NFV’s Impact on Network Operations
With the communications industry undergoing an unprecedented level of change, the impact of software-defined networking (SDN), and network functions virtualization (NFV) on operational support systems is considerable. These technologies are forcing a rapid evolution of operating support systems (OSS) into real-time, dynamic systems designed to support dynamic, rapidly changing networks. But if the OSS systems of today are not enhanced or augmented in some way, they will not meet the needs of the networks of the future. The inability to operationalize SDN and NFV will therefore impact the ability of service providers to unlock the benefits and monetize these technologies.
NFV is expected to deliver significant benefits to service providers including:
• Improved service agility, including improvements in both customer experience and service enablement
• Reduced equipment expenditure (CapEx)
• Improved operational efficiency (OpEx)
Initially, the focus of NFV was on OpEx and CapEx reduction, but service providers are increasingly looking at the ability to improve service flexibility as the key driver for NFV adoption. The improvements to service agility address 2 key areas: improvements to customer experience, providing customers with services they desire with high quality and reliability; and improvements in service enablement, improving the ability to create, adapt, and implement new revenue-generating services that customers want.
NFV and SDN create highly dynamic networks that can potentially exist in a constant state of flux as the networks dynamically reconfigure or change in response to automated parameters. This radical shift is one of the key catalysts for the evolution of OSS. And as NFV and SDN achieve widespread adoption within the network, the increasingly dynamic nature of the network means operational systems need to adapt and change to match that need.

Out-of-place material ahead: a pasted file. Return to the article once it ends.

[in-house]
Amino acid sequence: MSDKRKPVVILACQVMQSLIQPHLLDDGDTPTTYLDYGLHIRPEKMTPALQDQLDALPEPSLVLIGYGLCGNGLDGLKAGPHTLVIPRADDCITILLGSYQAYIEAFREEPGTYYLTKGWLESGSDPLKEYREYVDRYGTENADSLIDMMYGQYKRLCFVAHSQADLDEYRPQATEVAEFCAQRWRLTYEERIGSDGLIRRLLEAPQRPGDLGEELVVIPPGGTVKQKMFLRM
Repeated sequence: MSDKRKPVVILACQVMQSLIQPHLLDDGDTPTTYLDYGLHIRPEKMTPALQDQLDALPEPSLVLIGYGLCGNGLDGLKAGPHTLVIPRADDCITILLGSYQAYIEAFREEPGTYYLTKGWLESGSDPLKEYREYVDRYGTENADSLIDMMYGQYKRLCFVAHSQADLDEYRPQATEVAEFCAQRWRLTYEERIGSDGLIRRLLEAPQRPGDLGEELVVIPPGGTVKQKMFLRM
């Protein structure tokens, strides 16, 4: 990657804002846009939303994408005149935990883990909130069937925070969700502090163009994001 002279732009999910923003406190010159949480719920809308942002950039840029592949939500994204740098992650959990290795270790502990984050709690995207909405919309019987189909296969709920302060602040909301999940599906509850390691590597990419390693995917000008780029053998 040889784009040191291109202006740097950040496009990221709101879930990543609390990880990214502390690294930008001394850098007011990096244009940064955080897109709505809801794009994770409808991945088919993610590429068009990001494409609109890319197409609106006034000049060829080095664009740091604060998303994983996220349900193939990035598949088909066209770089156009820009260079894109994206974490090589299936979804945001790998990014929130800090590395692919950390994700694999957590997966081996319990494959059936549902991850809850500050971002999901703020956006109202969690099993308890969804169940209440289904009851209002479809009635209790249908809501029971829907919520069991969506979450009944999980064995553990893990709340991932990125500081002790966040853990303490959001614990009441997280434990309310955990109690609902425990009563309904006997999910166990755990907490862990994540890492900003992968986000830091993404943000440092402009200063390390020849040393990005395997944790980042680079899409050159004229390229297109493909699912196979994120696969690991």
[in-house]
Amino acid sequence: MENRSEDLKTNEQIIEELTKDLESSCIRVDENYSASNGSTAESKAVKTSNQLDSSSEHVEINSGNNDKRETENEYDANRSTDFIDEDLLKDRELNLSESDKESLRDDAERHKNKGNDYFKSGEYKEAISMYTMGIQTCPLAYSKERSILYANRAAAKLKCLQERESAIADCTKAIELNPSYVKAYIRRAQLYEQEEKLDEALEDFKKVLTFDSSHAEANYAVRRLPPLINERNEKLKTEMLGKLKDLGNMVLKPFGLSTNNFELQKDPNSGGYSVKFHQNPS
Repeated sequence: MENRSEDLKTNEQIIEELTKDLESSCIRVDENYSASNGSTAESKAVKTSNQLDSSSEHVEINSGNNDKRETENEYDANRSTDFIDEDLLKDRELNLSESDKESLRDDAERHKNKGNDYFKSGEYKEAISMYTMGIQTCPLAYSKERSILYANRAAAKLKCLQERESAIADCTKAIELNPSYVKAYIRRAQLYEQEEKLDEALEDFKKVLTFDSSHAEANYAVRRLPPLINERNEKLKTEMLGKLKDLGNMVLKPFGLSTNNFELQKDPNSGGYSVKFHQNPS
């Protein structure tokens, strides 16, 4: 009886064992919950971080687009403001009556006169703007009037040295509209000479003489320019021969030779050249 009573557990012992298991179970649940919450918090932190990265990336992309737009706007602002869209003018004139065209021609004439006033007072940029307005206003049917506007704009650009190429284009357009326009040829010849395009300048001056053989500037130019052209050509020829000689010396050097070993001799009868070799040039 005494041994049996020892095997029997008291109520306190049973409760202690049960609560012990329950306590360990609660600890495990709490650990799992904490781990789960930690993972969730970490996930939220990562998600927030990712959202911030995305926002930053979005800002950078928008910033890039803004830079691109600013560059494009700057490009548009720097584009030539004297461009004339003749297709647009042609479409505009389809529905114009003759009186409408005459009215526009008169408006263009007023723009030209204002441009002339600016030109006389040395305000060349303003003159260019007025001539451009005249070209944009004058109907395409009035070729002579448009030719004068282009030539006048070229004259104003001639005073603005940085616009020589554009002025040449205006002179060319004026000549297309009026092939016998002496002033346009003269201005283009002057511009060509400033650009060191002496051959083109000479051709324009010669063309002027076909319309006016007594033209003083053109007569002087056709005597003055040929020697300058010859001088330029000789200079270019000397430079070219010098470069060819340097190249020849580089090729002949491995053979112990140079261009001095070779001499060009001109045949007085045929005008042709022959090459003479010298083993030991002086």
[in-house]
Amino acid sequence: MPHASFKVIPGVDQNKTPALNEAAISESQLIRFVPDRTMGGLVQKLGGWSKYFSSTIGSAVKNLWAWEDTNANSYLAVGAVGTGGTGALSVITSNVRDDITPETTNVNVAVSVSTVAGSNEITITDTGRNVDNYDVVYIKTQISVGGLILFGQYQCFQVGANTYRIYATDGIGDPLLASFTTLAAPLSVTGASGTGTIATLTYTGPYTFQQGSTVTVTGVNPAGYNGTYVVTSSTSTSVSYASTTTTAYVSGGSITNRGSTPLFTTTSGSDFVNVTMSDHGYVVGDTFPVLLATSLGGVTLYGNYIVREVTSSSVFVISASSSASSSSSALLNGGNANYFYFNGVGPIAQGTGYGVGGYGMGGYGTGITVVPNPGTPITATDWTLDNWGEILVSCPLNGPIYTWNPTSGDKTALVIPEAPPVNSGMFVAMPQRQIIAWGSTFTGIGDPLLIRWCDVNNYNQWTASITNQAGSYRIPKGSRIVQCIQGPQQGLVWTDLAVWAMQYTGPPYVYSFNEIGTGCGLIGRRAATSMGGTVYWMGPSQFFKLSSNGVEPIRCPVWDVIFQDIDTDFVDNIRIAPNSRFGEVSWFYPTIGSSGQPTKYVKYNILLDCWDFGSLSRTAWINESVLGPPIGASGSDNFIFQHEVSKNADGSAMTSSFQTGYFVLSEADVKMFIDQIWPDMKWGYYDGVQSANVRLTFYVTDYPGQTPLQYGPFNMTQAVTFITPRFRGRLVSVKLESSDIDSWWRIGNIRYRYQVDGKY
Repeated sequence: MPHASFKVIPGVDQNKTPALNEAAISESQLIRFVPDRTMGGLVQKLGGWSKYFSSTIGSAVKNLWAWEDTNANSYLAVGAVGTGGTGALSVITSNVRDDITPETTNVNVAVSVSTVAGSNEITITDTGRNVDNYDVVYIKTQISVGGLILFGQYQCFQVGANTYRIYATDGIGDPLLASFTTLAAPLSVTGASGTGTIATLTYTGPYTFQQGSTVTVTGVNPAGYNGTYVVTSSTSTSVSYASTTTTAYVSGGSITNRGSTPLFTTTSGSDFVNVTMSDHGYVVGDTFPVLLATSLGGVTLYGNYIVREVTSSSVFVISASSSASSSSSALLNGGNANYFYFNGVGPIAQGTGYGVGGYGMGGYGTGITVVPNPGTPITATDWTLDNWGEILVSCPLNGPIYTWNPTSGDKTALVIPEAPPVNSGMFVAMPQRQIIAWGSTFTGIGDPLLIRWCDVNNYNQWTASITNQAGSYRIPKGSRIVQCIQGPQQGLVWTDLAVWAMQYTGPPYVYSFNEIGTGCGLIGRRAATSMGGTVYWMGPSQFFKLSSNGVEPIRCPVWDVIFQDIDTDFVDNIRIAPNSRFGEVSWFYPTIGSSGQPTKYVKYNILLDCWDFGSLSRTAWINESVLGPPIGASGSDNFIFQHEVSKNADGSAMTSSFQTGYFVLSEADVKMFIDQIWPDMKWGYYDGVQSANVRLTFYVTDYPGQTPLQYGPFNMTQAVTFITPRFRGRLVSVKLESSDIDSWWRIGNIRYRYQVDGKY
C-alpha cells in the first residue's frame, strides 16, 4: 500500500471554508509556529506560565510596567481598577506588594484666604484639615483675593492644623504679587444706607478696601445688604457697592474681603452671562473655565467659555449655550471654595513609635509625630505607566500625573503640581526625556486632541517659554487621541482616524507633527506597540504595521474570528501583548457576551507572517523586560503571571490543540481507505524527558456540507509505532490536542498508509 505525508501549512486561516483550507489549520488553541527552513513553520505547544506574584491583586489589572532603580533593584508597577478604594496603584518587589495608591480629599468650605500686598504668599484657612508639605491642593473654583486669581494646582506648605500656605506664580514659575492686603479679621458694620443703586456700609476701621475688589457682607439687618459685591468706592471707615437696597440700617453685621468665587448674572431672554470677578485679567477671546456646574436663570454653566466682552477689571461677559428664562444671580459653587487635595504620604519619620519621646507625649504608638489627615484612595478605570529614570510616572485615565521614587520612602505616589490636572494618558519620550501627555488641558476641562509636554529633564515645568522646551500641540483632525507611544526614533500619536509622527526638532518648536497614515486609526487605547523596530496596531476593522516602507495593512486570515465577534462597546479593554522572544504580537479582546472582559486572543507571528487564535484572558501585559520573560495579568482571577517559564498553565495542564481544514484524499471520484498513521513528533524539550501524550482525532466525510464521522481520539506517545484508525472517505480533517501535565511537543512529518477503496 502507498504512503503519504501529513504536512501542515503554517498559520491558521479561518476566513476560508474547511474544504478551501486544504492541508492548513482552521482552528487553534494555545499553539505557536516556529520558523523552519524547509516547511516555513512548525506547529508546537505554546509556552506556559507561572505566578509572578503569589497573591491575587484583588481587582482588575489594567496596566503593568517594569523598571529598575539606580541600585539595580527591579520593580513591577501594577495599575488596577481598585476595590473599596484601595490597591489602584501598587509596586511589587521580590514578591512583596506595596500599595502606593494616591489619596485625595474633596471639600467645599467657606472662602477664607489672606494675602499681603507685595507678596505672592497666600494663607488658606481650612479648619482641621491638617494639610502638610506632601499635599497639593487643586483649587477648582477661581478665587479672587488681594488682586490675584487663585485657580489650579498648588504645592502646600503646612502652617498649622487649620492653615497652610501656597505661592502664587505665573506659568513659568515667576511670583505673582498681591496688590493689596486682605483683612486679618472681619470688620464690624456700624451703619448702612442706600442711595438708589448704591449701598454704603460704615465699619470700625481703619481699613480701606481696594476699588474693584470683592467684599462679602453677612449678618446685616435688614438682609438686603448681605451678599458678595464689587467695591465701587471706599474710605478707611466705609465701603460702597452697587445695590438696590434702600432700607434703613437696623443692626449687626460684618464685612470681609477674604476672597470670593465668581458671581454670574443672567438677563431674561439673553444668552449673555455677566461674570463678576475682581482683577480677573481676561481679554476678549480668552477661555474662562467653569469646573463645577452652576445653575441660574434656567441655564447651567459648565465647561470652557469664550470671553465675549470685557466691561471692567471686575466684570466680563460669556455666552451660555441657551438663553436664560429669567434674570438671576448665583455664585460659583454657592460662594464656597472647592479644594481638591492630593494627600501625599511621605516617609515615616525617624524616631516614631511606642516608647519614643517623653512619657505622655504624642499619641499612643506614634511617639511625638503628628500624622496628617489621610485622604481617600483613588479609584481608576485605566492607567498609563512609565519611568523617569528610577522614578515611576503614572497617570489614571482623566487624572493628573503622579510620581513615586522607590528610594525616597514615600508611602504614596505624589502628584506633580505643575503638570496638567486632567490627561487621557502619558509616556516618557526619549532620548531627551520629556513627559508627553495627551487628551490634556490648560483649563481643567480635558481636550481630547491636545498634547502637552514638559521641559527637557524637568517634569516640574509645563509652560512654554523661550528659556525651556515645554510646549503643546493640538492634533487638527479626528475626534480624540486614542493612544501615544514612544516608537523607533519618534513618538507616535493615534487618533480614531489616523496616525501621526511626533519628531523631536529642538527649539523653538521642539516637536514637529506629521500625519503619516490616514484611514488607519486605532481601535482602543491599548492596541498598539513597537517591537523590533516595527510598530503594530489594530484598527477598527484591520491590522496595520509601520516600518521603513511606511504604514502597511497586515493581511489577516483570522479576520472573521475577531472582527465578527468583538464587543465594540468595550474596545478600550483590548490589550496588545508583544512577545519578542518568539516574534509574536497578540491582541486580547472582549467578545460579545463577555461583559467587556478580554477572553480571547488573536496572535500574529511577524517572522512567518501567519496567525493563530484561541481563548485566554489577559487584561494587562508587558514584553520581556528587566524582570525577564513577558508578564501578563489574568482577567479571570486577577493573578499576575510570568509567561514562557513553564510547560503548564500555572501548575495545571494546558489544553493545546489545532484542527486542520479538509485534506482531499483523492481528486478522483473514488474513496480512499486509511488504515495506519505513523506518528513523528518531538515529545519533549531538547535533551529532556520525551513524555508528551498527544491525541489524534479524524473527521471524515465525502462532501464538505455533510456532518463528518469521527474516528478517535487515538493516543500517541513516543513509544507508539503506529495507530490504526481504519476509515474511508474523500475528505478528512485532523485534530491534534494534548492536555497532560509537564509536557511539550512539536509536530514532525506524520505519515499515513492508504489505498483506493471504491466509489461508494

In phase 1 of NFV, the focus is set on ensuring that the new virtualized network functions (VNFs) perform at least as well as the physical network functions (PNFs) that they are replacing. From a technical perspective, this is an important step, as these VNFs are the key building blocks for NFV adoption and the virtualization of the network.
During this phase, the operational issues related to NFV are simple. Typically, the VNF is instantiated on a dedicated server, in a predefined location, often with a dedicated team whose role it is to operate and maintain that function. At this most basic level, the VNFs do not require complex orchestration, and many of the systems deployed are managed using simple element management systems (EMS), cloud management systems (CMS) or VNF managers (VNF-M).
Also in this phase, it is possible to implement NFV without a complex orchestration function because of the simplicity and static nature of the VNFs. Essentially, phase 1 is the replication of the physical network with a virtual version. And because the number of network elements is small, the EMS and VNF managers are sufficient. But as the number of VNFs and the complexity of the network increases, the need arises for a dedicated NFV orchestrator
In phase 2 of NFV, there is a requirement to implement highly scalable NFV orchestration systems that can manage the more advanced requirements of a VNF network, including the instantiation and management of many dynamic VNFs. In this phase, scalability becomes more important to service providers.
In addition, as virtualization increases in the network, the need to support multi-vendor NFV environments increases. As a result, multi-vendor-capable, vendor-agnostic NFV-orchestrators becomes essential.
Paving the Way to an Agile OSS
Amdocs’ approach to supporting NFV/SDN and addressing the service-related factors is evolutionary rather than revolutionary. Accordingly, the best plan is to develop a modular, “agile” blueprint whereby a number of new components are added to create a next generation of OSS.
Below are 5 key new capabilities that create an Agile OSS. These are:
1. Virtualized service resource and lifecycle management (NFV orchestration)
2. Cross-domain service orchestration for complex orders (order orchestration)
3. Automated hybrid service design
4. Real-time topology, network and service visualization (real-time OSS)
5. Service and customer configuration
Agile OSS is the blueprint that incorporates the capabilities required to support both existing and next-generation network technologies and services, providing an evolutionary path from today’s OSS. Agile OSS is about taking existing OSS to NFV/SDN and beyond. n
Justin Paul is Head of OSS Marketing at Amdocs. He has over 15 years of experience in telecommunications and information technology, developing new propositions, leading complex development projects, technical team management, and delivering performance improvements. Justin has previously worked with companies like Airwave, Alcatel-Lucent, and Nokia. For more information, please visit http://nfvreadyoss.com.